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Comment: Engineering is a team activity (Score 1) 94

by sjbe (#49559013) Attached to: When Exxon Wanted To Be a Personal Computing Revolutionary

Side A: But if you're in the office while everybody else is in, you can work more efficiently, as everybody else is there to answer your questions.

The benefits of having everyone in the office at the same time is that you can be a more effective team. Engineering is (mostly) a team sport. You have to structure the work environment right so distractions and pointless meetings are minimized otherwise you are setting yourself up for failure. But most important is that you need an environment where the team can work effectively together. For most tasks this requires a non-trivial amount of direct interaction with coworkers. While time shifted teams can work in some cases these are rare and remember that we are talking about a time LONG before the internet was a thing so working separately was far more difficult than it is today. If someone doesn't want to work on an engineering team then either they need to be in a (rare) job where that doesn't matter or they simply aren't going to work out.

Side B: Some of the best engineers I've worked with worked nights. Some of them slept under their desks and rarely showered, but none of the 9-5 people came close to their performance.

That's only helpful if you can do your work without involving anyone else which is extremely unusual. Engineering in most cases is a team activity and it's pretty hard to be an effective team if you have one person (even an extremely talented one) who is never present. In the early days of microprocessor development maybe one guy could do the critical work by himself but that doesn't really work as things get more complex. The long run downside of accommodating prima-donna engineers almost always outweighs the upside of their potential contributions.

Basically, if people perform don't mess with their schedule or their appearance.

My guess is that this guy wouldn't have been able to perform given the team requirements. I don't really care how talented he was, eventually the volume of work will overwhelm even the most talented engineer as the business grows and then he had damn well better be able to play nice with others. Sounds like this guy couldn't.

Comment: Google's projects aren't afterthoughts (mostly) (Score 1) 194

by sjbe (#49558903) Attached to: Google Insiders Talk About Why Google+ Failed

What we are seeing now --- the branching of Google into driverless cars, into Google+, into Youtube (actually they acquired it), and so on --- is but afterthoughts, aka what should we do with all the Billions we got?

You are quite wrong if you think a lot of the things Google is doing are "afterthoughts". They aren't. You just have to look at them from Google's perspective. Youtube isn't an afterthought, it fits very nicely in with their core advertising business - eyeballs on video has a long tradition. Google+? Integrates business lines for better advertising. Maps? Local search and advertising. Gmail? Advertising based on personal communications. Android? Defensive play to keep Apple and Microsoft from shutting them out of the mobile ad market. Almost everything Google does supports their core advertising business either by extending it or protecting it. 95% of their revenue comes from ads (look it up - it's in their financial statements) and that number hasn't budged.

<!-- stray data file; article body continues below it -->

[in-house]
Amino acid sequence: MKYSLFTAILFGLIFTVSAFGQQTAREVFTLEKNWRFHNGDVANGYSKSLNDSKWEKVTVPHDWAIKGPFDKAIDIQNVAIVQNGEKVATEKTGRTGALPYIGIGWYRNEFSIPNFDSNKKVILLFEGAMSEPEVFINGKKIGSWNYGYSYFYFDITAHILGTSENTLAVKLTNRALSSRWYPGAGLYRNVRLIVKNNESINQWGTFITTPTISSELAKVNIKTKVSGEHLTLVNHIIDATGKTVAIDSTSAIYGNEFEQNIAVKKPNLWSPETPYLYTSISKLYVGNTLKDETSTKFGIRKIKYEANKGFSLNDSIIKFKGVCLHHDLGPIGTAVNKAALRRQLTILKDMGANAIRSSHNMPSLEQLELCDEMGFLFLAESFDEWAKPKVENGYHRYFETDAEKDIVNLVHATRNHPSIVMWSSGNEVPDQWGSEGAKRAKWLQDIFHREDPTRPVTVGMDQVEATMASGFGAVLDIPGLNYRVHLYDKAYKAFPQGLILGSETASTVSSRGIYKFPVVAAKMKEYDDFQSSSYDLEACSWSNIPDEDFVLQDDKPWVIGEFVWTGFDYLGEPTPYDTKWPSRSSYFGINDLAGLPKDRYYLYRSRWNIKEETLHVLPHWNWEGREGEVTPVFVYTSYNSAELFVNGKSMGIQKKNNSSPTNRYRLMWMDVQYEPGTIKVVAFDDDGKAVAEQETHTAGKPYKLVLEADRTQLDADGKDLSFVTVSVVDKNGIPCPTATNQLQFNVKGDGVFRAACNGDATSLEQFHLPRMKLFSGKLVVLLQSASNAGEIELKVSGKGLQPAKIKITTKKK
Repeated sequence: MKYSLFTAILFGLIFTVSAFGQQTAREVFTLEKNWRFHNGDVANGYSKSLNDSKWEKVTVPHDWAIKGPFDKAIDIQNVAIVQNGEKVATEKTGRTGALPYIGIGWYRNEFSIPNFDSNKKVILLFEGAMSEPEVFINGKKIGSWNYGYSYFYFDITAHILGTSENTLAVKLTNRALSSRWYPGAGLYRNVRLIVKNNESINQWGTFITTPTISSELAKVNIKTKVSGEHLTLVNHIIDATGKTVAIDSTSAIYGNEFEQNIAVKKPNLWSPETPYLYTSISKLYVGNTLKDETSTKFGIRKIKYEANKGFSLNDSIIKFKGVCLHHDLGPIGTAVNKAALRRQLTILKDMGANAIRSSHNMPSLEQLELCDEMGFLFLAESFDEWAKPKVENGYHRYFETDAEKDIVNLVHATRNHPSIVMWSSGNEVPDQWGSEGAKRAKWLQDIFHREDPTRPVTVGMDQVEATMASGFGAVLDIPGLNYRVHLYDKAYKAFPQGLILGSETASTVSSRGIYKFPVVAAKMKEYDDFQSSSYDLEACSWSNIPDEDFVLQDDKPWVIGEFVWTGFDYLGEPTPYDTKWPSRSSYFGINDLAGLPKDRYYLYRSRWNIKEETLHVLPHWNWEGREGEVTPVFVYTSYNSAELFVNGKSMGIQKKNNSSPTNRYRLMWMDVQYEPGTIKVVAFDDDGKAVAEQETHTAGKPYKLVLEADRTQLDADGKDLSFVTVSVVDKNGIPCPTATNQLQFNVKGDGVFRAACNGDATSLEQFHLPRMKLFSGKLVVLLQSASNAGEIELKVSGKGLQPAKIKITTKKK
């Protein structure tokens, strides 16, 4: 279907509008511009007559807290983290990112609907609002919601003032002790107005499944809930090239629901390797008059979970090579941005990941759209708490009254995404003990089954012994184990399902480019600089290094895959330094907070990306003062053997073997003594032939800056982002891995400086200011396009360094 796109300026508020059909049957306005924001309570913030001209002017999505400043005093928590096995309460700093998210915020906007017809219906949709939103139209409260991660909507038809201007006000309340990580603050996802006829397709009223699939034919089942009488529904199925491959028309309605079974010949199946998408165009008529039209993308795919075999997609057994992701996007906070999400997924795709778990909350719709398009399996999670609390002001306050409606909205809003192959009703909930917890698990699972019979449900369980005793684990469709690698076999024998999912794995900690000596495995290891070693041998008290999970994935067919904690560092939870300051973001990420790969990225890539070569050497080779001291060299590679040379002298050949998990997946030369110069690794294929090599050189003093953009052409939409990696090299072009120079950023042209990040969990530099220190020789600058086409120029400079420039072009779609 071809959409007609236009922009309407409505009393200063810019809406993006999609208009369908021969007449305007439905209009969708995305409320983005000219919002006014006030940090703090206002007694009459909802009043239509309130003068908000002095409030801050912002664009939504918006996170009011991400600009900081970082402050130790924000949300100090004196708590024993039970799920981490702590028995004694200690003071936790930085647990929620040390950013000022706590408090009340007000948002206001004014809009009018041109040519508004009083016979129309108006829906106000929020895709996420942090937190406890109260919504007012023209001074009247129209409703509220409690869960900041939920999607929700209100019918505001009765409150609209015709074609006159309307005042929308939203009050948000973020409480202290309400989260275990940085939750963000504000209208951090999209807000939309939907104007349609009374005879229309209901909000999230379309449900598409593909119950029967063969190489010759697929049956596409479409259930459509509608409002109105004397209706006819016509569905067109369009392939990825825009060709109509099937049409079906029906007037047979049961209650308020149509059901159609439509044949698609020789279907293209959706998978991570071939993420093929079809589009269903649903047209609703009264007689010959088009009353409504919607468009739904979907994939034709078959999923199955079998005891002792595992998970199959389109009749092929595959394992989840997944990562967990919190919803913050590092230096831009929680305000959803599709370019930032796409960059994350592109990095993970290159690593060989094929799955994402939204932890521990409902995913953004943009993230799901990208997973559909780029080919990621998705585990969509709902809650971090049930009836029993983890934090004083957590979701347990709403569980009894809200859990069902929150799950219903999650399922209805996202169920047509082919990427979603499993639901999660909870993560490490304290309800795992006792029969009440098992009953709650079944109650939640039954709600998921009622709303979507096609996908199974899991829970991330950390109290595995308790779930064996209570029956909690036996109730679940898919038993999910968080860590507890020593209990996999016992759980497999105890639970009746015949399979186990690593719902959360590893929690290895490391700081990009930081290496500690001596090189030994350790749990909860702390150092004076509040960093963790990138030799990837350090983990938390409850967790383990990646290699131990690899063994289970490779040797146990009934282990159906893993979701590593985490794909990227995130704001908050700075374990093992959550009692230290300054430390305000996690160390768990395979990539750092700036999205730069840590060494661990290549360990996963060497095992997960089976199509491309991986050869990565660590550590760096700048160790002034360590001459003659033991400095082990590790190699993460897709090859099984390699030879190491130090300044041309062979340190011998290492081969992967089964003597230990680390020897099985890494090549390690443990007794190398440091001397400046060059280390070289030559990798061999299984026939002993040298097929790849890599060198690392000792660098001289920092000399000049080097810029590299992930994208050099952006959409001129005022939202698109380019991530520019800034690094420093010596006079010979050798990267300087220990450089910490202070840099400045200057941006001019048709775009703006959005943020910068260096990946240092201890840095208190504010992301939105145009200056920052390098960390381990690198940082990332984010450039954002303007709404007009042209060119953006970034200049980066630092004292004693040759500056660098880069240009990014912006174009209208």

Google seems to live by the "fail fast" mantra. If they don't think something is going to be a home run they close it down fairly quickly. I'm sure they get it wrong sometimes but at least I can wrap my head around what they are doing. Otherwise they would eventually end up with a bunch of small products used by a tiny group of people that cost them far more to maintain than they will ever generate in revenue. I understand the frustration with never being sure if they'll keep a product around but it's not hard to understand why they are doing it.

The driverless car thing is flashy and cool but it gets WAY more press than is justified by the amount of money and effort Google is actually pouring into it. It's genuinely not that big a deal for Google and isn't likely to move the needle on their revenue or costs for many years if ever. Driverless cars is a research project by the closest thing Google has to a basic science research group. Any benefits from it will likely take decades to fully realize.

As for fb, don't worry, it too is on its way down --- as nothing stays up forever

Google is certainly being more sane than Facebook. $2 billion for Occulus? Explain to me how that will ever tie into Facebook's business model or how that price is remotely justifiable given the likely ROI. However I don't see Facebook going away any time soon unless they do something truly moronic. Never underestimate the power of network effects in keeping a user base around. See eBay if you need a good example. Terrible to do business with but everyone goes there because that's where everyone else is.